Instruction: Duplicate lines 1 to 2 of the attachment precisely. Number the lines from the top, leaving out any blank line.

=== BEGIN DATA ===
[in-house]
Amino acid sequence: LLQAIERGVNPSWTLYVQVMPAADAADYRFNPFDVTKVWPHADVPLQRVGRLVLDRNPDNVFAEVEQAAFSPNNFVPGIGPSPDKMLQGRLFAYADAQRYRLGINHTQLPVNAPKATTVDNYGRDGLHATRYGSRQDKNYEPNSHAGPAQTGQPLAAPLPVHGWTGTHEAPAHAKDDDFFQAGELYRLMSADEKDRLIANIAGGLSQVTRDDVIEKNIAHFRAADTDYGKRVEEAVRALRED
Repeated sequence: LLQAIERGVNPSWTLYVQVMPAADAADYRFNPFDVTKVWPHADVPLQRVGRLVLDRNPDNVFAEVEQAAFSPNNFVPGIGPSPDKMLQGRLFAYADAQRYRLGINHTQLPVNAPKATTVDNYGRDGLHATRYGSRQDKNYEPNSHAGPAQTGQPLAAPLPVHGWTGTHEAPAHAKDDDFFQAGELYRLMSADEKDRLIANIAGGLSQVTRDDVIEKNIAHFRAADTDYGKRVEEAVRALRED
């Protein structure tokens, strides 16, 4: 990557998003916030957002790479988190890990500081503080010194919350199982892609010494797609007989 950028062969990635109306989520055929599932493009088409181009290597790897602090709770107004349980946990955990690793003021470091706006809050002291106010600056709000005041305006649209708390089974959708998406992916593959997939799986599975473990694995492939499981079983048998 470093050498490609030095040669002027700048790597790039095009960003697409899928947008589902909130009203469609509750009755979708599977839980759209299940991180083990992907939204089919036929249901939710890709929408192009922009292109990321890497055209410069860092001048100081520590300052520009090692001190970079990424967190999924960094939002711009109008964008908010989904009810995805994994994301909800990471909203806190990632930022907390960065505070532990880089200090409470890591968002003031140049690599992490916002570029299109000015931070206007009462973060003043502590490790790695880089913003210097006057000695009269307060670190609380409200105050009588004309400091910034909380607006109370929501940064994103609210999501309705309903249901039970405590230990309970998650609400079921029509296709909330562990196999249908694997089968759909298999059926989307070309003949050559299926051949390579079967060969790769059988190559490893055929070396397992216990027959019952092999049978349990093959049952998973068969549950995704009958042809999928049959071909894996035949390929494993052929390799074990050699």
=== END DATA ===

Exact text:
[in-house]
Amino acid sequence: LLQAIERGVNPSWTLYVQVMPAADAADYRFNPFDVTKVWPHADVPLQRVGRLVLDRNPDNVFAEVEQAAFSPNNFVPGIGPSPDKMLQGRLFAYADAQRYRLGINHTQLPVNAPKATTVDNYGRDGLHATRYGSRQDKNYEPNSHAGPAQTGQPLAAPLPVHGWTGTHEAPAHAKDDDFFQAGELYRLMSADEKDRLIANIAGGLSQVTRDDVIEKNIAHFRAADTDYGKRVEEAVRALRED